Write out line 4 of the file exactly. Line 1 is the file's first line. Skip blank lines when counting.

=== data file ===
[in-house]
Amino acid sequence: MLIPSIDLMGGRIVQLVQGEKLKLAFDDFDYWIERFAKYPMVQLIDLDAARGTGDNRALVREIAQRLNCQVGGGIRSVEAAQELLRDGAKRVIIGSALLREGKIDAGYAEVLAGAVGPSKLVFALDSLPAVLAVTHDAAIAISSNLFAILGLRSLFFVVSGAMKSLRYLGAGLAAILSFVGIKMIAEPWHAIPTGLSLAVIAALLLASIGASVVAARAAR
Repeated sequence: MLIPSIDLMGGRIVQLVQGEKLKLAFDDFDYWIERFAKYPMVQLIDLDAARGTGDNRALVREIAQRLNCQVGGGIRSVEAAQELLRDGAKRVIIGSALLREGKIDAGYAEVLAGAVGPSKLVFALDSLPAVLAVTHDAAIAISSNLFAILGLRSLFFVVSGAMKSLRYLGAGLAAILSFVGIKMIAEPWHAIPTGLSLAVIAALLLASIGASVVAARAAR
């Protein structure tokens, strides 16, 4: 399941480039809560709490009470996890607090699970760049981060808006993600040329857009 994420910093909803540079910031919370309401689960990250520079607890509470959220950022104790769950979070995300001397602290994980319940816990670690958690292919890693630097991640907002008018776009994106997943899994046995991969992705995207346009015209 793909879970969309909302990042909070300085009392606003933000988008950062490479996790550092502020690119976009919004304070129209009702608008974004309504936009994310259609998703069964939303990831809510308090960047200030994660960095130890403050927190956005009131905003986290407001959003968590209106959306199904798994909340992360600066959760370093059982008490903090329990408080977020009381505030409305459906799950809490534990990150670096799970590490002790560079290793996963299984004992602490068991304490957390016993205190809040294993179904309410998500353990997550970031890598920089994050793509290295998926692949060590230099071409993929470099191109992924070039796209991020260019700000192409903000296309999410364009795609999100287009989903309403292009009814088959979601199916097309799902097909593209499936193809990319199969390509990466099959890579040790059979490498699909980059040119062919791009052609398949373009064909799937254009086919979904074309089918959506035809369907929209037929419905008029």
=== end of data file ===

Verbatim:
């Protein structure tokens, strides 16, 4: 399941480039809560709490009470996890607090699970760049981060808006993600040329857009 994420910093909803540079910031919370309401689960990250520079607890509470959220950022104790769950979070995300001397602290994980319940816990670690958690292919890693630097991640907002008018776009994106997943899994046995991969992705995207346009015209 793909879970969309909302990042909070300085009392606003933000988008950062490479996790550092502020690119976009919004304070129209009702608008974004309504936009994310259609998703069964939303990831809510308090960047200030994660960095130890403050927190956005009131905003986290407001959003968590209106959306199904798994909340992360600066959760370093059982008490903090329990408080977020009381505030409305459906799950809490534990990150670096799970590490002790560079290793996963299984004992602490068991304490957390016993205190809040294993179904309410998500353990997550970031890598920089994050793509290295998926692949060590230099071409993929470099191109992924070039796209991020260019700000192409903000296309999410364009795609999100287009989903309403292009009814088959979601199916097309799902097909593209499936193809990319199969390509990466099959890579040790059979490498699909980059040119062919791009052609398949373009064909799937254009086919979904074309089918959506035809369907929209037929419905008029």